Editorial: After absolutely terrific elections (March 6 and May 22), it’s time for grassroots conservatives to move forward

Eric Yollick, The Golden Hammer

There are a lot of great things going on for grassroots conservatives in Montgomery County and throughout Texas. In Montgomery County, easily one of the most corrupt county governments in all of Texas, if not the most corrupt, there have been a lot of positive changes.

In 2017, thanks to the great leadership of citizen activist Kelli Cook, the Commissioners Court adopted a 20% homestead exemption. There have been some minor ethics reforms but they seem to be building towards more significant ethics reforms. Citizens have raised a lot of great issues and made the public and elected servants aware that spending and tax issues are the highest priority, because spending and taxes represent the taking away of freedom from tax-paying citizens. County government employees are rapidly learning that they work for the citizens, who are at the top of government in the American system, even though many of them greatly fear lame duck County Judge Craig Doyal who has threatened them to continue with the veil of government secrecy until the end of his term on December 31, 2018.

The 2016 Republican Primary elections were absolutely and totally wonderful! In the March 6, 2018, Republican Primary Election the reform slate swept into office (although a few of them face weak democrat opponents in the General Election). In the May 22, 2018, Republican Runoff Election, while the ultimate results weren’t necessarily that for which we hoped, there was a very important outcome: the leadership of the grassroots conservatives learned some major lessons about how to win runoffs in the future. The political establishment should not dream for one instant that there best tactic will be to run multiple candidates in the Primary Election to force runoffs. That tactic will fail in the future, because the grassroots took a hard look at how to win runoffs and gained the knowledge we need.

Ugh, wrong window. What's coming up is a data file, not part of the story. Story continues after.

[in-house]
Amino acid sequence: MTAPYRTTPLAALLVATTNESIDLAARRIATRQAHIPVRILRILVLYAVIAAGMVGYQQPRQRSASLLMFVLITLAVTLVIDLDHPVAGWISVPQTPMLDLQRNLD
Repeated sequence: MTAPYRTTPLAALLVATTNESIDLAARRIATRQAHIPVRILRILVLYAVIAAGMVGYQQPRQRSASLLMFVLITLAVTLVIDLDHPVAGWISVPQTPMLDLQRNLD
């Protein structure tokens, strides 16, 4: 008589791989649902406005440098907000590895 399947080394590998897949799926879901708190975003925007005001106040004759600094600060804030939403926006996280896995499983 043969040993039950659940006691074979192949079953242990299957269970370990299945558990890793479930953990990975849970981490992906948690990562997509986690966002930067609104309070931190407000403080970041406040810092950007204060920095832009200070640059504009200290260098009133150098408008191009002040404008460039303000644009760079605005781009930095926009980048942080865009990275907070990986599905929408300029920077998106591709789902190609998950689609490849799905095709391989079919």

Will the Fiscal Year 2019 Budget bring reform? Probably not. One of the five members of the Commissioners Court, outgoing Precinct 4 County Commissioner Jim Clark, seems very open to fiscal conservative reforms. Precinct 3 County Commissioner James Noack wants a huge salary increase and seems willing to give away any fiscal concessions to the establishment majority on the Commissioners Court to get his raise. For example, all of the promises to reduce the County Auditor’s budget by the amount set aside for the Budget Office have gone down the sewer.

At this point, grassroots conservatives appear to have an ally in one member of the Commissioners Court. Where will that number be on January 1, 2019? It’s unclear. How do we clarify that number? With vigilance and citizen activism to make it clear the direction we expect the Commissioners Court to go.

The March 6 Republican Primary Election was a significant mandate for reform. Mark Keough won the Republican nomination with 57% of the vote, a landslide margin. Other reform candidates, Melanie Pryor Bush (County Treasurer), Kristin Bays (284th District Court), Melisa Miller (District Clerk), Mark Turnbull (County Clerk), and Matt Beasley (Precinct 3 Justice of the Peace) won by even larger margins. If the current members of the Commissioners Court choose to ignore that strong message, the citizens will deal with their intransigence assiduously.

Times are great. Let’s have fun!

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